CHIP DESIGN HOUSE Nvidia has said it plans to follow a PC-like release schedule for its mobile Tegra chips.
Nvidia has followed up its dual core Tegra 2 launch at last month's CES by unveiling Kal-el, the codename for the Tegra 3. Kal-el is a quad core chip with 12 Geforce cores and Nvidia presented it at Mobile World Congress as a technology preview.
Matt Wuebbling, senior product manager for Nvidia's notebook products said that Nvidia will be "trying to lower the cadence in mobile chips", meaning that it aims to shorten the time from first showing a chip to delivering it in commercial products. He said that the Green Goblin will try to replicate its strategy of annual product cycles that it tries to use for desktop graphics chips.
When asked why Nvidia had relatively few design wins with its first generation Tegra chip, Wuebbling said it was a combination of being a new firm and that Tegra was designed for use in Windows Mobile systems. Tegra 2 on the other hand is geared towards handsets that use Google's Android operating system.
Wuebbling was quick to add that Tegra 2 can support other operating systems such as Windows Phone 7 and that the firm will entertain any customer that wants Tegra support on other operating systems.
In a live demonstration, Nvidia's Kal-el chip certainly showed the gaming performance you would expect from an Nvidia chip, but Wuebbling said that it isn't all about raw power. "Multi-core lowers power draw, as the cores can be run at lower frequency," a view echoed by other chip designers and manufacturers.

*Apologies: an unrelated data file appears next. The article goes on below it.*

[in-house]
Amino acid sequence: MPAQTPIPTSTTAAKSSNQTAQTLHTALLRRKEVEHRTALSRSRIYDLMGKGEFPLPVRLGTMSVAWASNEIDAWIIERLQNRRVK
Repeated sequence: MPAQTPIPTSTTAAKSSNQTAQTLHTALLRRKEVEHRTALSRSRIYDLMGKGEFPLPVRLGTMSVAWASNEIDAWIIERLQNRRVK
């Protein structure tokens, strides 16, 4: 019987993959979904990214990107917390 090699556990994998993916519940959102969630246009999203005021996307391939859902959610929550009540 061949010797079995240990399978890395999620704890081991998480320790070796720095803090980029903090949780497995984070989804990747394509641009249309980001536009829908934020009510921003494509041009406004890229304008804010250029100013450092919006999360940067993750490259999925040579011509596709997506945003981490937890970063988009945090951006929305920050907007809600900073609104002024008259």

Nvidia has said that devices based on Tegra 3 will appear in August, which was confirmed by Wuebbling. The chap demonstrating Tegra 3 for The INQUIRER mentioned that August will see Tegra 3 tablets tip up with smartphones coming later.
Wuebbling also said that another offshoot from following a PC-like product cycle will be that today's high-end will end up as tomorrow's mid-range product. He wouldn't confirm if that means the dual core Tegra 2 that was shown off at CES will tip up in a handset that doesn't cost the best part of £500.
Either way, Nvidia must be given credit for unveiling a technology preview at MWC and confidently saying that products based on the new chip will ship within six months. Wuebbling said that Nvidia's decision to show off Tegra 3 should not hurt sales of Tegra 2, as most people will not want to wait for the high-end performance of its Tegra 2 chip.
If Nvidia really does follow through on creating a product cycle similar to that of its desktop parts, that could lead users to start to wait for high-end mobile technology at mid-range prices. µ
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